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Dynamic memory allocation in Data Structure


Dynamic memory allocation is a fundamental concept in data structures and programming. It allows programs to allocate memory at runtime, providing flexibility and efficiency when working with data structures of varying sizes.

Understanding Dynamic Memory Allocation

In most programming languages, including C++, memory can be classified into two categories: stack memory and heap memory. Local variables and function calls are stored in the stack memory, whereas the more adaptable heap memory can be allocated and released at runtime.

The process of allocating and releasing memory from the heap is known as dynamic memory allocation. It allows the programmer to manage memory explicitly, providing the ability to create data structures of varying sizes and adjust memory requirements dynamically.

Dynamic memory allocation in Data Structure

Dynamic Memory Allocation Techniques:

In most programming languages, dynamic memory allocation is achieved through dedicated functions provided by the language or standard library. Let's explore three commonly used techniques:

1. malloc:

The malloc (memory allocation) function is used to allocate a specified number of bytes in memory. When memory is allocated successfully, it returns a pointer to that block, otherwise it returns NULL. By dividing the necessary number of elements by each one's individual size, the block's size is calculated. For example:

2. calloc:

Resizing a previously allocated memory block is possible with the realloc (reallocate) function. It accepts two arguments: the new size in bytes and a pointer to the current block. Upon successful reallocation, a pointer to the newly allocated memory is returned. If not, NULL is returned. Here's an example:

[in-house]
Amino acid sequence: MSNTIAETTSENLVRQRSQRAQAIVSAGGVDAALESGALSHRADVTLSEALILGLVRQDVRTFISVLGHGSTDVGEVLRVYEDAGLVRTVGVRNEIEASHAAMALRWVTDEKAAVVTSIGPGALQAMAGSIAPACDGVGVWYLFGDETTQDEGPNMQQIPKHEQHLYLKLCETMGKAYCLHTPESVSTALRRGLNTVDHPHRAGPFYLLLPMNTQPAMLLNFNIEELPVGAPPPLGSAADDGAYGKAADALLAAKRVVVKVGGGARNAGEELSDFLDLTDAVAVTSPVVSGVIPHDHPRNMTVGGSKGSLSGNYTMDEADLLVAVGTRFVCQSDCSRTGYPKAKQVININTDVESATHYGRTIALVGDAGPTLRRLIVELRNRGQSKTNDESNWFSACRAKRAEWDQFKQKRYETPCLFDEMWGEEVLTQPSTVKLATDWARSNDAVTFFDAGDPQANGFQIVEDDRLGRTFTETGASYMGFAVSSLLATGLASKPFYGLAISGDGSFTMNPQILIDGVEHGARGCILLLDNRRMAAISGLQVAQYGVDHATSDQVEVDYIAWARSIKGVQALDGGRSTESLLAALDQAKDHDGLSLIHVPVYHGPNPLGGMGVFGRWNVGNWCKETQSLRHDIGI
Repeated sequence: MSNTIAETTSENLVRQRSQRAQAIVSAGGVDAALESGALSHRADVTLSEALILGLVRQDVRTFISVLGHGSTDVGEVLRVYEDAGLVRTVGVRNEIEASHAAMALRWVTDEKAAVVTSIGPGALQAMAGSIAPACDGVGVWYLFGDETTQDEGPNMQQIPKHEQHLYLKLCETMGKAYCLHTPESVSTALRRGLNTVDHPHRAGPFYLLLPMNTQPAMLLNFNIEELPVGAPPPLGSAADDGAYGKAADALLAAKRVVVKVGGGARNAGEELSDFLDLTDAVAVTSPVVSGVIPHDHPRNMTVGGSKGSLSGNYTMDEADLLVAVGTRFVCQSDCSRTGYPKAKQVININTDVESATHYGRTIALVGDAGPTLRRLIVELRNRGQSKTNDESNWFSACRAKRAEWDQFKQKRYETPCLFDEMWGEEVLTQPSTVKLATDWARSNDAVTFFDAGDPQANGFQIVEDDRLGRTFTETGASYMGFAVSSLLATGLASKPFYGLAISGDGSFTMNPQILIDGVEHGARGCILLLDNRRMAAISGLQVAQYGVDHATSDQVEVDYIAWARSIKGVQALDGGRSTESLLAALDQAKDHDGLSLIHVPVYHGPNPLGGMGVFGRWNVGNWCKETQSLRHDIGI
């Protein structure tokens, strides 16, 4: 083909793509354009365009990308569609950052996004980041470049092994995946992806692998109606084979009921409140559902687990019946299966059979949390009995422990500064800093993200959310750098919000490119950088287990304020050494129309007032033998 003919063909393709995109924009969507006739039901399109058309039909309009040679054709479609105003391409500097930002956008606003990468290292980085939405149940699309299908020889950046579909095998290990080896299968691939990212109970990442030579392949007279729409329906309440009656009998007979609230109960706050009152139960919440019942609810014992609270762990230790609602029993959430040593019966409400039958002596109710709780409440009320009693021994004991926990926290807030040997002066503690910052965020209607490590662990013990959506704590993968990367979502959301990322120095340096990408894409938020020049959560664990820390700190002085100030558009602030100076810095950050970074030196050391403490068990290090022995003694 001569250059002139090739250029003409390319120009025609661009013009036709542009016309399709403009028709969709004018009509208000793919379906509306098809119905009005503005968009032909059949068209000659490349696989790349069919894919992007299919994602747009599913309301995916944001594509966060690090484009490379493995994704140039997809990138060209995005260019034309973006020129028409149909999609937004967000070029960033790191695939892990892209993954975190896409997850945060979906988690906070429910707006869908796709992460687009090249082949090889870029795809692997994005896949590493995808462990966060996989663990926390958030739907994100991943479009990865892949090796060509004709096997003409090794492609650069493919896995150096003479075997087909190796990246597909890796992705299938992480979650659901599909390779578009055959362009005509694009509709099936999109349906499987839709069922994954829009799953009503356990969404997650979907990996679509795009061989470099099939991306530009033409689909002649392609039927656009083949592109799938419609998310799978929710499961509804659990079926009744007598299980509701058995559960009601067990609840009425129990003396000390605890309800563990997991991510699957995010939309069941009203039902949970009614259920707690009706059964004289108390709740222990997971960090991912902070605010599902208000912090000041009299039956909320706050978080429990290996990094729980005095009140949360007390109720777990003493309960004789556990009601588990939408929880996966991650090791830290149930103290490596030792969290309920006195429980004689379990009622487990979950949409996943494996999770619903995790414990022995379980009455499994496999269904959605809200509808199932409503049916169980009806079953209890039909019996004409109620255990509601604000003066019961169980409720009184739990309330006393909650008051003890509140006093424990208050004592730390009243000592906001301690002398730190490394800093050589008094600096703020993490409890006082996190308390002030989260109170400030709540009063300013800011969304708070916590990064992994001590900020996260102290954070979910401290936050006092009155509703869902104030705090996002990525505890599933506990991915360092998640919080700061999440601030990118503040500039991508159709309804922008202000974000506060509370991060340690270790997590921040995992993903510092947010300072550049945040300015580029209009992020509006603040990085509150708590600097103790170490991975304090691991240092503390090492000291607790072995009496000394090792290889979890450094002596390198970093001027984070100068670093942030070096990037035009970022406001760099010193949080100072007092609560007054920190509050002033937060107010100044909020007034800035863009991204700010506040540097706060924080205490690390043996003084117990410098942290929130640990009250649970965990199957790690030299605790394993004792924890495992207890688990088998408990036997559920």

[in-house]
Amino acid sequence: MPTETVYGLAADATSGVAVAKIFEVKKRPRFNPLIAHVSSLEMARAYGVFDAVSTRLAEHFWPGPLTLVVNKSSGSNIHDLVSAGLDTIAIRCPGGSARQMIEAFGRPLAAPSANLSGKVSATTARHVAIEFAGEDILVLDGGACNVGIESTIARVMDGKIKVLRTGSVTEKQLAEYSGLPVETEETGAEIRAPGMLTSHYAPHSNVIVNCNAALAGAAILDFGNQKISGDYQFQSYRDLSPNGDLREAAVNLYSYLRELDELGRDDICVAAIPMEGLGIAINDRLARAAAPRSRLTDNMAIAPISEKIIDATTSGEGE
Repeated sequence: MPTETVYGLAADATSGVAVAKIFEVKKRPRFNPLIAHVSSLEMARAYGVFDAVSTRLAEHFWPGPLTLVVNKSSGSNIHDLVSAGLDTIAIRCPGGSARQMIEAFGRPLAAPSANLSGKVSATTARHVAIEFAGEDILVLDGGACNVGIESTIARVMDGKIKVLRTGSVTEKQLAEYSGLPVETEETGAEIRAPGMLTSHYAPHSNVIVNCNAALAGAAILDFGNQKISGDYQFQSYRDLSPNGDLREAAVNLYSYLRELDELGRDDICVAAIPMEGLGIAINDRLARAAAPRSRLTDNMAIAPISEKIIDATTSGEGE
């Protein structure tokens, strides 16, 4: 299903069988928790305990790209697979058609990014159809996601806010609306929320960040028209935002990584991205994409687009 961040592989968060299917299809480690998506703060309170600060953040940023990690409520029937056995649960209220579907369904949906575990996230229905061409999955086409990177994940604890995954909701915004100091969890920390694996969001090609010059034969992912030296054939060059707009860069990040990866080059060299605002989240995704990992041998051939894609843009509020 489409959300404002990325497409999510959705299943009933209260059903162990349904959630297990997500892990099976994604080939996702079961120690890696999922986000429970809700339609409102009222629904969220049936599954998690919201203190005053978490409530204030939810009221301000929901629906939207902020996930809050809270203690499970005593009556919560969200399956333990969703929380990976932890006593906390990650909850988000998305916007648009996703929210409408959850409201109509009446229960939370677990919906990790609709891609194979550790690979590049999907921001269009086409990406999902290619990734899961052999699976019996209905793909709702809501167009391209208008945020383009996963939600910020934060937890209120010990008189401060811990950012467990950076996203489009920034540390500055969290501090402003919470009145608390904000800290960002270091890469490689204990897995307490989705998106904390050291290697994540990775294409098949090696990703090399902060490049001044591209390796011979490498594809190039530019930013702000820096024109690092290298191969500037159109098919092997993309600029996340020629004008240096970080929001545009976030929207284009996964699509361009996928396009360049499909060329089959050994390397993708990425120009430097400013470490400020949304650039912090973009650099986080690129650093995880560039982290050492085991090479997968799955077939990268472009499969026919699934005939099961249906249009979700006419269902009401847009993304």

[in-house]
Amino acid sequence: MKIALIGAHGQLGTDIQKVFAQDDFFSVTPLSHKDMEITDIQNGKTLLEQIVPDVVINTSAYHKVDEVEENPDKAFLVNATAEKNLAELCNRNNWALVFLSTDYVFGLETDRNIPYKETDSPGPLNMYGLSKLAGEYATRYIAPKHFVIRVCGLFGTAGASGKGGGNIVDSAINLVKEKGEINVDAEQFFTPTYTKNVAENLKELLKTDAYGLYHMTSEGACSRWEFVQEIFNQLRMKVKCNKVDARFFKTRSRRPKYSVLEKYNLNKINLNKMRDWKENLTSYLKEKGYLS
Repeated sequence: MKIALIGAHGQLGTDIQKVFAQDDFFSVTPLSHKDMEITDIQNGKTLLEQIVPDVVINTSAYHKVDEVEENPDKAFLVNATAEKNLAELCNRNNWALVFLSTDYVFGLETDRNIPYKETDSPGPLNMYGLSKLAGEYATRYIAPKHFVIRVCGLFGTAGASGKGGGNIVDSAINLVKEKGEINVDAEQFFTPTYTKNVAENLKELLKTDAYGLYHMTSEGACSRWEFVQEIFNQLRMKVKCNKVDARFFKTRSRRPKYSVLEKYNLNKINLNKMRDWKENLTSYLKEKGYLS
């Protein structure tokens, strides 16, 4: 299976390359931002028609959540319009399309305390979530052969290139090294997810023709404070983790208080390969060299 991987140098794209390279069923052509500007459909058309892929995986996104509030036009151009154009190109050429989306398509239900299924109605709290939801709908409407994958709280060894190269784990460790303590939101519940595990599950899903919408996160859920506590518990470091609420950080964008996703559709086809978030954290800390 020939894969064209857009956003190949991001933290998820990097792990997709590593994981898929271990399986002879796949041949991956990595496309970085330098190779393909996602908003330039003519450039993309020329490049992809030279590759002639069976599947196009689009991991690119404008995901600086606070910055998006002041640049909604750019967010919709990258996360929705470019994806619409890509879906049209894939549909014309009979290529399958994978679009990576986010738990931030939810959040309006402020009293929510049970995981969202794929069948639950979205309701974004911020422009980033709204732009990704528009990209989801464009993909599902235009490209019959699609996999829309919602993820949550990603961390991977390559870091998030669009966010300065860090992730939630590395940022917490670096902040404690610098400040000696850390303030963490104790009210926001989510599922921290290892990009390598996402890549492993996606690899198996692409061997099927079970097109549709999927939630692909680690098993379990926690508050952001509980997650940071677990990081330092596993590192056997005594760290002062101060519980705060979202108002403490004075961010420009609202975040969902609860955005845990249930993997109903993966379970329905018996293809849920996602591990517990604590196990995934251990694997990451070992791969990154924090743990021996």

3. realloc:

The realloc (reallocate) function allows you to resize a previously allocated memory block. It takes a pointer to the existing block and the new size in bytes as arguments. If reallocation is successful, it returns a pointer to the reallocated memory. Otherwise, it returns NULL. Example usage:

Dynamic Memory Allocation in C++

C++ provides mechanisms for dynamic memory allocation using the new and delete operators, which are improvements over the malloc() and free() functions from C.

  • Allocating Memory: new Operator

The new operator in C++ is used to allocate memory on-demand. A pointer to the allocated memory is returned along with the memory allocation of the given type. Here's the syntax:

For example, to allocate memory for an integer dynamically:

The new operator allocates memory on the heap, which is a region of memory used for dynamic memory allocation. It ensures that the allocated memory persists until explicitly deallocated.

  • Freeing Memory: delete Operator

Once we are done with the dynamically allocated memory, it is essential to free it to avoid memory leaks. Memory that has been allocated with the new operator is deallocated using the delete operator. Here's the syntax:

For example, to deallocate the memory for the dynamically allocated integer:

The delete operator releases the memory back to the system, making it available for future allocations. It is crucial to ensure that every allocation made using new is accompanied by an appropriate delete to prevent memory leaks.

Common Data Structures Utilizing Dynamic Memory Allocation:

Several data structures benefit from dynamic memory allocation due to their variable size and dynamic nature. Here are a few examples:


Dynamic memory allocation allows arrays to be created with a size determined at runtime. It enables the creation of resizable arrays, commonly known as dynamic arrays or vectors, which can grow or shrink as needed.

Linked Lists:

Linked lists are data structures made up of nodes, where each node has information and a link to the node after it. The size of the linked list can vary based on the number of nodes. Dynamic memory allocation is crucial for creating and managing nodes efficiently. When a new node needs to be added to the linked list, memory is dynamically allocated for the new node, and the appropriate pointers are updated.